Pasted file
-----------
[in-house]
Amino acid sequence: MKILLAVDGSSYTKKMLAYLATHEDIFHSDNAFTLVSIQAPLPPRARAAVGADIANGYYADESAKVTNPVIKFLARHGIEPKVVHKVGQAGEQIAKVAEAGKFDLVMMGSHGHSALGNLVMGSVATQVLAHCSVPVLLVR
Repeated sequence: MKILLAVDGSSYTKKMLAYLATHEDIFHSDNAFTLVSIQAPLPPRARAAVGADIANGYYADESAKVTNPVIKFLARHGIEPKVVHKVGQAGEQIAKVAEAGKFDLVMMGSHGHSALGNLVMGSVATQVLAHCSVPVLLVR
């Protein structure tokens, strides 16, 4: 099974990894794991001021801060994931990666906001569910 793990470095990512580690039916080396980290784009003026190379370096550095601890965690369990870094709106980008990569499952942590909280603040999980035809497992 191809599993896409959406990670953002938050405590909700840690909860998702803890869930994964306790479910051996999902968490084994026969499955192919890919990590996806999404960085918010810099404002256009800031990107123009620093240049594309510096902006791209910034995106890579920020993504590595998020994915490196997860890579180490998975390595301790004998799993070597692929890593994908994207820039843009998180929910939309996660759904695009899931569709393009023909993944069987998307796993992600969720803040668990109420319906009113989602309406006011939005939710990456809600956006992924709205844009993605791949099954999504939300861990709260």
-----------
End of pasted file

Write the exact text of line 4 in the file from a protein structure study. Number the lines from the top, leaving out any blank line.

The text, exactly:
């Protein structure tokens, strides 16, 4: 099974990894794991001021801060994931990666906001569910 793990470095990512580690039916080396980290784009003026190379370096550095601890965690369990870094709106980008990569499952942590909280603040999980035809497992 191809599993896409959406990670953002938050405590909700840690909860998702803890869930994964306790479910051996999902968490084994026969499955192919890919990590996806999404960085918010810099404002256009800031990107123009620093240049594309510096902006791209910034995106890579920020993504590595998020994915490196997860890579180490998975390595301790004998799993070597692929890593994908994207820039843009998180929910939309996660759904695009899931569709393009023909993944069987998307796993992600969720803040668990109420319906009113989602309406006011939005939710990456809600956006992924709205844009993605791949099954999504939300861990709260």